Not all provinces are working well. Ms Nyama said that they have to understand that not all provinces are at the same level. Although they are a liberated new government, it does not necessarily follow that there is gender equity in government.  With this year’s budget, they are going to have workshops around gender issues as it does not necessarily follow that just because you are working within a legislature, that you understand women’s issues.  Provinces wanted the Joint Monitoring Committee to give them more direct support in order for them to start similar committees in the provinces. She appealed to the Committee to engage with the provinces on this issue.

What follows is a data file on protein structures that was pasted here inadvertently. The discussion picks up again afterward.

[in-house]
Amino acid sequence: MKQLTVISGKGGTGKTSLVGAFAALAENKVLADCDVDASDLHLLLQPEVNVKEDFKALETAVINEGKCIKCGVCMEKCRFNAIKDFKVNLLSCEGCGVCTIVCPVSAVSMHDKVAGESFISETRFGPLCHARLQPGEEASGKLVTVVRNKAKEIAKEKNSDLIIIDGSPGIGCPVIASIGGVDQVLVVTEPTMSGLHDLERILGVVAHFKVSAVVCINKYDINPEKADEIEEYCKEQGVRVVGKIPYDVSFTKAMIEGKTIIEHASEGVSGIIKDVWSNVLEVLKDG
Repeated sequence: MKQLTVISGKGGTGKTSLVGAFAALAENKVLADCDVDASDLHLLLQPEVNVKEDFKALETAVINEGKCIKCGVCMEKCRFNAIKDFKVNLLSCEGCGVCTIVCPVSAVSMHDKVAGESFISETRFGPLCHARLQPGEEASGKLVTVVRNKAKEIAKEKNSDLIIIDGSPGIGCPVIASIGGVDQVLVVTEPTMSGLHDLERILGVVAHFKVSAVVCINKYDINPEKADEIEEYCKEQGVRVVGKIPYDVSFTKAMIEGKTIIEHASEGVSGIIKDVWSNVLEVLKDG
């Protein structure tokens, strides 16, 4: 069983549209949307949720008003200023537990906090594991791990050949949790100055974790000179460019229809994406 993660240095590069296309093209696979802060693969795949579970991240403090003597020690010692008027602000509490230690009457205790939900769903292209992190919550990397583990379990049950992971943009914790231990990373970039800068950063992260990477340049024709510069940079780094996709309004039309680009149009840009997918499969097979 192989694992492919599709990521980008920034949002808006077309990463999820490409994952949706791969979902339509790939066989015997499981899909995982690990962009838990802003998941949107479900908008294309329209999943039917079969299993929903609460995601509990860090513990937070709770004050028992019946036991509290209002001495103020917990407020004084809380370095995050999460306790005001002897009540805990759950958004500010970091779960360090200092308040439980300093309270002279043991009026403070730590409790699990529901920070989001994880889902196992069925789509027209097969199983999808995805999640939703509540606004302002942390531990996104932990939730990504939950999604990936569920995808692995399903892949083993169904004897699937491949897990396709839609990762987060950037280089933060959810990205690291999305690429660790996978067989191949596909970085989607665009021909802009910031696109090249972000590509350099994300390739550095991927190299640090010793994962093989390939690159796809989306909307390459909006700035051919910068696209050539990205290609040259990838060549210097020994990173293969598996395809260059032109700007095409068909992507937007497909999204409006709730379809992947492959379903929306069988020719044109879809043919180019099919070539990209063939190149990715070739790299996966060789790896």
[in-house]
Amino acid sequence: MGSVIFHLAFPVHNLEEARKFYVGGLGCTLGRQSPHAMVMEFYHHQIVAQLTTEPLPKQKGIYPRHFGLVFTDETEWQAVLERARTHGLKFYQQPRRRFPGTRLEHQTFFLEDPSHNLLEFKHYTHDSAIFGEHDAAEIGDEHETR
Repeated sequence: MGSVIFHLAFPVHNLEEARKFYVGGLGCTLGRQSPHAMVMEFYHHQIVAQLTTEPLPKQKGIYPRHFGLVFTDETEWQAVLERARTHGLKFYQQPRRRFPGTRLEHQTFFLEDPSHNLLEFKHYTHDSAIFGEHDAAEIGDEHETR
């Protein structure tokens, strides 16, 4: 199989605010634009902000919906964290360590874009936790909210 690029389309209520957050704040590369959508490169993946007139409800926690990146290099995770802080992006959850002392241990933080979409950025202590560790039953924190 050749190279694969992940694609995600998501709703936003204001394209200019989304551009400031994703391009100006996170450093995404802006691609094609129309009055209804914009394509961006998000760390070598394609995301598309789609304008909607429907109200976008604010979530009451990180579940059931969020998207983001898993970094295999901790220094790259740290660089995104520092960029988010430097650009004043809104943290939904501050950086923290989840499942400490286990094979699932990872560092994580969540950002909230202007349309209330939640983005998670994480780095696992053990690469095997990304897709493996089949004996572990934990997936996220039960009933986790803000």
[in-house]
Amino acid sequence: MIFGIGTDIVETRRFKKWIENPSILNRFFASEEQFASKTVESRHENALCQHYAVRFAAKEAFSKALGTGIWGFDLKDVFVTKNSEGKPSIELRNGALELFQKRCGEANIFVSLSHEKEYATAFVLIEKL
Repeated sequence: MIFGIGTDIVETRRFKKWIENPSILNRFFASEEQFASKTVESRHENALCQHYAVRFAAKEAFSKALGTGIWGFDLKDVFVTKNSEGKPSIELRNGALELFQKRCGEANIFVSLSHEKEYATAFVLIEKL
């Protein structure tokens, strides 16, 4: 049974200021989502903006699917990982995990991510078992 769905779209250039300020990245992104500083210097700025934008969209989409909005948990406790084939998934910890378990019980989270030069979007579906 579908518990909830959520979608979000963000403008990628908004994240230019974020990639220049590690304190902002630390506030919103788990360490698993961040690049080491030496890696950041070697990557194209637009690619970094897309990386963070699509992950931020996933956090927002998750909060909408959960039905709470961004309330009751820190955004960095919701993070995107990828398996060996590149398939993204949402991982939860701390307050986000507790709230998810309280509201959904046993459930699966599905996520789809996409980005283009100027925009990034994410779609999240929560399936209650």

She stated her concern for the need for alternative funds for the National Women’s Empowerment Unit after September.  She added that at international conferences, she feels embarrassed when reference is made to South Africa having a Women's Budget when she knows that it is no longer the case and the provinces have no support.

The Chairperson responded that Ms Nyama should not feel embarrassed and she should correct the misperception at these international conferences.  A Women’s Budget was put in place during 1998/1999, but it is no longer in the Budget Review.  They should look at how to get the Women's Budget back - for how else are gender-based issues and problems going to be addressed? She noted the modest budget allocation for this Committee.  The Committee therefore struggles. She stated that the Women’s Forum should not lose hope even though funding is going to be officially withdrawn at the end of September - they can still do something.